Except, perhaps, that this situation might be a good chance to take a look at your company’s policies about internet use, separation of personal and work email, about information retention and lifecycle management, or as a good story to use to encourage people into right behavior.
Or, perhaps, just perhaps, the Petraeus Principle will come to be about how to deal with failure with integrity – by admitting mistakes and taking responsibility for our actions.
I just got into Sweden for a conference, and I am immediately struck by how efficient the place is. My room, which might be described as a small American room, had two additional roll-away twin sides beds in it. When I asked the front desk what they were, the one person on duty (that is the standard shift size) explained that the room is so big that it usually fits three. The hotel had some extra space available, so they gave me a free upgrade.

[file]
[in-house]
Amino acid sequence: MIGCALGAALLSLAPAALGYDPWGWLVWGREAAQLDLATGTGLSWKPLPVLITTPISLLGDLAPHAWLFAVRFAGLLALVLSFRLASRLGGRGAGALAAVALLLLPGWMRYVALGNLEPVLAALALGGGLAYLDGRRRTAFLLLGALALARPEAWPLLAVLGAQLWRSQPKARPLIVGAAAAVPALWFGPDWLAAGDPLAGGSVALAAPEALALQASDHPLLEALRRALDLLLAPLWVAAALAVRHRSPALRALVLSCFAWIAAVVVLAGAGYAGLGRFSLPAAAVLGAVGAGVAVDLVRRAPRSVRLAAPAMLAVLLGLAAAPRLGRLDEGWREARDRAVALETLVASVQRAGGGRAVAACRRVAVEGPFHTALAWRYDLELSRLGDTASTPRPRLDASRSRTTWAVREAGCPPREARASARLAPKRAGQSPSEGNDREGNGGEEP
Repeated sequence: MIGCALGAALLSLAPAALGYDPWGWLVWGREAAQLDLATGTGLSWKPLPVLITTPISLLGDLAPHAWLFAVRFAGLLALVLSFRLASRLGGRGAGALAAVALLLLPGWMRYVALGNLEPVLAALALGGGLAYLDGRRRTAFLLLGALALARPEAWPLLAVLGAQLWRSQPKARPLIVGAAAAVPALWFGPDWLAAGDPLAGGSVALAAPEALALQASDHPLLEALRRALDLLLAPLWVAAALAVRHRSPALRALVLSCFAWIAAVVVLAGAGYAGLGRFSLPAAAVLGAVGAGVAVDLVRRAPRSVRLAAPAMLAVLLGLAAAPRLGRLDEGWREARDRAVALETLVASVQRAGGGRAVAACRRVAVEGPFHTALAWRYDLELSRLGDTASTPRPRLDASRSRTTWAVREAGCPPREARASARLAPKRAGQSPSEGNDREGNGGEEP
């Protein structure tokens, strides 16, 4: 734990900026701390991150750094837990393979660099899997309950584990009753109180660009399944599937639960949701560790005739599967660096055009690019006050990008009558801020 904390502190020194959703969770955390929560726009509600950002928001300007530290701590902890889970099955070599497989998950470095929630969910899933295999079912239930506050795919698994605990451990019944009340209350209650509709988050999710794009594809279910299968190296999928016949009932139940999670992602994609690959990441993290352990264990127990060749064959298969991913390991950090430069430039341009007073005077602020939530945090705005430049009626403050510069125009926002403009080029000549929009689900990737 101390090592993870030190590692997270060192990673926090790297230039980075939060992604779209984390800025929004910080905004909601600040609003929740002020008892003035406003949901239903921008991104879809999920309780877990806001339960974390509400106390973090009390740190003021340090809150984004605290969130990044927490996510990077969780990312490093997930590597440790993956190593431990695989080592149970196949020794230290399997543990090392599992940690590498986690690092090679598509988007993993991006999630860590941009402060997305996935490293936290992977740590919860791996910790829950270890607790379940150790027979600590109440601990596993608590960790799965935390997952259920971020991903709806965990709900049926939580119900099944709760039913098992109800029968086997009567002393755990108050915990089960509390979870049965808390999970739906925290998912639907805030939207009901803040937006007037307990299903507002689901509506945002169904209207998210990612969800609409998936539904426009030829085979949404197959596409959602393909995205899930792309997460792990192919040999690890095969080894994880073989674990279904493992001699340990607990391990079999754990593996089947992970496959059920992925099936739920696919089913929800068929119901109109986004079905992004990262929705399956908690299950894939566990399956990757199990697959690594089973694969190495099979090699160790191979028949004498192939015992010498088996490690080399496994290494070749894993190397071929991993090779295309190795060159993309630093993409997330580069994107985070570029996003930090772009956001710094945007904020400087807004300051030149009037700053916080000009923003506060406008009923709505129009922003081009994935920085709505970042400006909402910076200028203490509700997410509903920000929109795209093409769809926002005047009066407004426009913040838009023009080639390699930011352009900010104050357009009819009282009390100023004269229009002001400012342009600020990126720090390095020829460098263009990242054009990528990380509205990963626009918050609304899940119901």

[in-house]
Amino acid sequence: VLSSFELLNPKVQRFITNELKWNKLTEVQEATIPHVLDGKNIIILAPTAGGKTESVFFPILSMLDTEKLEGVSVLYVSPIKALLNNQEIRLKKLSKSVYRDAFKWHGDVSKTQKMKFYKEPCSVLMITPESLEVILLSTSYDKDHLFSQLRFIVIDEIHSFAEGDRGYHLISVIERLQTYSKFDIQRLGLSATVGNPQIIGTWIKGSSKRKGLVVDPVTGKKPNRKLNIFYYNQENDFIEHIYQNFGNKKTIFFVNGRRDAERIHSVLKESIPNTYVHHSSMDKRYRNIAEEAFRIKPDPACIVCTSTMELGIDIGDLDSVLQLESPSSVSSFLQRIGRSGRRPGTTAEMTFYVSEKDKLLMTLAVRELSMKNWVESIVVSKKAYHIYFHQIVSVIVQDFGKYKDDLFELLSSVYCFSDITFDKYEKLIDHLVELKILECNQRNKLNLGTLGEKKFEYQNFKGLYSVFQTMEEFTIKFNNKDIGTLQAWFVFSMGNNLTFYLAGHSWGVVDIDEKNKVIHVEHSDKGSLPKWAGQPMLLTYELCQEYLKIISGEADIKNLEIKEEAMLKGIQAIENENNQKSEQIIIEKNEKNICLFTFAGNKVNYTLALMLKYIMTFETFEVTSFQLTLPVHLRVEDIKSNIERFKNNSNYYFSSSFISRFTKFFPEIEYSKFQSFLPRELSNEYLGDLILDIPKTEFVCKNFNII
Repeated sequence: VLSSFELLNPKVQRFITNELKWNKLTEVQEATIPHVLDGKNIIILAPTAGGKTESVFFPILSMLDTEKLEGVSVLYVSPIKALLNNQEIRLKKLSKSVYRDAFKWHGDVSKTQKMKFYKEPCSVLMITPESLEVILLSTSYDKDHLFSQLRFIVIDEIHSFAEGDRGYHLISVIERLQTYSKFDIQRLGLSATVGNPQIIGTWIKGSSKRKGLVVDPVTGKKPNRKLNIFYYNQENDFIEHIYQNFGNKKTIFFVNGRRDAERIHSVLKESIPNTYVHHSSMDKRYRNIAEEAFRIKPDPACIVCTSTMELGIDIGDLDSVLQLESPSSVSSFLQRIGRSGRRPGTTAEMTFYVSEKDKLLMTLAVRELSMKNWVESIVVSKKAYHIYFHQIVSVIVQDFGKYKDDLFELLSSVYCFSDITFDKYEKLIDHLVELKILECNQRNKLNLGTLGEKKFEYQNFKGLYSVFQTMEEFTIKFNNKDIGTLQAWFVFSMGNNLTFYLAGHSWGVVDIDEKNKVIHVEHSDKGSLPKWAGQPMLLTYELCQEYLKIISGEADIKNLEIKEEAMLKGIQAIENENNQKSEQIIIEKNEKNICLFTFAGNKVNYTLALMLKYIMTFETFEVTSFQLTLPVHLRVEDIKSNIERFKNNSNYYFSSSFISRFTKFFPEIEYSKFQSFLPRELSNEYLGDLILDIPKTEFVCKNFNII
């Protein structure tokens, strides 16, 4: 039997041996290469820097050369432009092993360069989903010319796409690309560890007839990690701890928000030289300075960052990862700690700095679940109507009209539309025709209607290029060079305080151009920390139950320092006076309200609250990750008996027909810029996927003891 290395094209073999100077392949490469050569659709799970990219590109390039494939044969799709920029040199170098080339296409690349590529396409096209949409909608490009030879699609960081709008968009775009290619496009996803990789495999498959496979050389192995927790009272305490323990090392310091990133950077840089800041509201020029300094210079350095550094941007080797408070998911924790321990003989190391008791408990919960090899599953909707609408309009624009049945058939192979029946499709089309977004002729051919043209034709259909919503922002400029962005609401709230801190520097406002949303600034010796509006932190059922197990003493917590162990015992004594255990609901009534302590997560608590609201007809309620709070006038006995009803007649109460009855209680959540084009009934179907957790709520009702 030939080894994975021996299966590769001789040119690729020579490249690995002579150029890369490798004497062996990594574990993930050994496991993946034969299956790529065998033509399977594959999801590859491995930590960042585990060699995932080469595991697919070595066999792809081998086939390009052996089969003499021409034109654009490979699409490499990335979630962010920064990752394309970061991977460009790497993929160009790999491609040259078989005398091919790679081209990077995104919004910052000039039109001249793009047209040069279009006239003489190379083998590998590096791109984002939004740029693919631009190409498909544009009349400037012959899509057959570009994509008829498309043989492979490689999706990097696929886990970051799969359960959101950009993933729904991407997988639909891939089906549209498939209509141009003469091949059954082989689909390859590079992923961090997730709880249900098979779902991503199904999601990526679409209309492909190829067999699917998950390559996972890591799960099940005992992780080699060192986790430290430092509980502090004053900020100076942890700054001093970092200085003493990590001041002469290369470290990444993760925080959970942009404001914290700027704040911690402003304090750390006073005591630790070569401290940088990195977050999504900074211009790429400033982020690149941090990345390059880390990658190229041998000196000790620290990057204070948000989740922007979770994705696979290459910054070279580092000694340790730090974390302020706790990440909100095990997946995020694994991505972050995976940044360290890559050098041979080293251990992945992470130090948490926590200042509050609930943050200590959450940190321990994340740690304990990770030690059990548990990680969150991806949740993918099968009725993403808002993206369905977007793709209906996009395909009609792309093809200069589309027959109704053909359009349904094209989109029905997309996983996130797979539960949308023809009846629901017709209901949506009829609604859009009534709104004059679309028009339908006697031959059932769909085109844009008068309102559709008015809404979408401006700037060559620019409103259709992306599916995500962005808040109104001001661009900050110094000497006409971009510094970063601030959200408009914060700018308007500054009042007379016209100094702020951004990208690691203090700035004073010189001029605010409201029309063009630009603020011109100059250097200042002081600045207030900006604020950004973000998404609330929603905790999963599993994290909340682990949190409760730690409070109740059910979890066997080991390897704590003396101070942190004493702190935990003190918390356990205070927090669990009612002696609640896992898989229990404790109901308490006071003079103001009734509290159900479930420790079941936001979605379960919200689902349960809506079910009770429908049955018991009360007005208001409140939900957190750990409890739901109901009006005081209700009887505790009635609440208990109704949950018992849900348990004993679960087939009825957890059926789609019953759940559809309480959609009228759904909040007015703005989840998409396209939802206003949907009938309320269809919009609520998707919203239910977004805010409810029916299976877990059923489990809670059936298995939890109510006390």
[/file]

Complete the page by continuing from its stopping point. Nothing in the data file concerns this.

There is also no storage space. No dressers, just a one-foot-wide desk-like surface that goes the length of one wall, and a space wide enough for shirts with six inches of depth, a bar, and four hangers.
Most of the lights in the hotel are motion-sensitive; they waste no power. In order to turn on the lights in my room, I have to insert my key-card. If I want to get back in the room, I need to take my key-card out — making it impossible for me to accidentally leave the lights on.
Assuming you made your reservation right, sign-in is with a kiosk, not a person.
All of these efficiencies make it possible for the company to have more guests per employee, to compete on price.
In a sense, that is a wonderful thing. The Swedish people are hard-working and view efficiency as a virtue. The waste-basket is tiny because they don’t waste — these are the people that invented IKEA.